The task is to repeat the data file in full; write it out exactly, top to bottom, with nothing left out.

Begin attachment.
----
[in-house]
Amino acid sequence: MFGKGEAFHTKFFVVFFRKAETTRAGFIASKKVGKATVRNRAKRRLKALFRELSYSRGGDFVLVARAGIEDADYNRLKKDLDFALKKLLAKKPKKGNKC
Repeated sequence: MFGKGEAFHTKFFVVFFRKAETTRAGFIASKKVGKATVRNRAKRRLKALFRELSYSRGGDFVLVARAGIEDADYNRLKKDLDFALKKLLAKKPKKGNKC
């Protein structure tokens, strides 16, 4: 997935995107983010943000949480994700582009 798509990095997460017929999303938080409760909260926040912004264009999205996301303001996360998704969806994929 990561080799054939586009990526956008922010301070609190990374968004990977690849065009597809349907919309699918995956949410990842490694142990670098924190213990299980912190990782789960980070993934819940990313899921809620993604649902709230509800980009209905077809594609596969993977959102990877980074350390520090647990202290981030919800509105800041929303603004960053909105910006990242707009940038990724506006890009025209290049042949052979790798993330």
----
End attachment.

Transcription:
[in-house]
Amino acid sequence: MFGKGEAFHTKFFVVFFRKAETTRAGFIASKKVGKATVRNRAKRRLKALFRELSYSRGGDFVLVARAGIEDADYNRLKKDLDFALKKLLAKKPKKGNKC
Repeated sequence: MFGKGEAFHTKFFVVFFRKAETTRAGFIASKKVGKATVRNRAKRRLKALFRELSYSRGGDFVLVARAGIEDADYNRLKKDLDFALKKLLAKKPKKGNKC
């Protein structure tokens, strides 16, 4: 997935995107983010943000949480994700582009 798509990095997460017929999303938080409760909260926040912004264009999205996301303001996360998704969806994929 990561080799054939586009990526956008922010301070609190990374968004990977690849065009597809349907919309699918995956949410990842490694142990670098924190213990299980912190990782789960980070993934819940990313899921809620993604649902709230509800980009209905077809594609596969993977959102990877980074350390520090647990202290981030919800509105800041929303603004960053909105910006990242707009940038990724506006890009025209290049042949052979790798993330």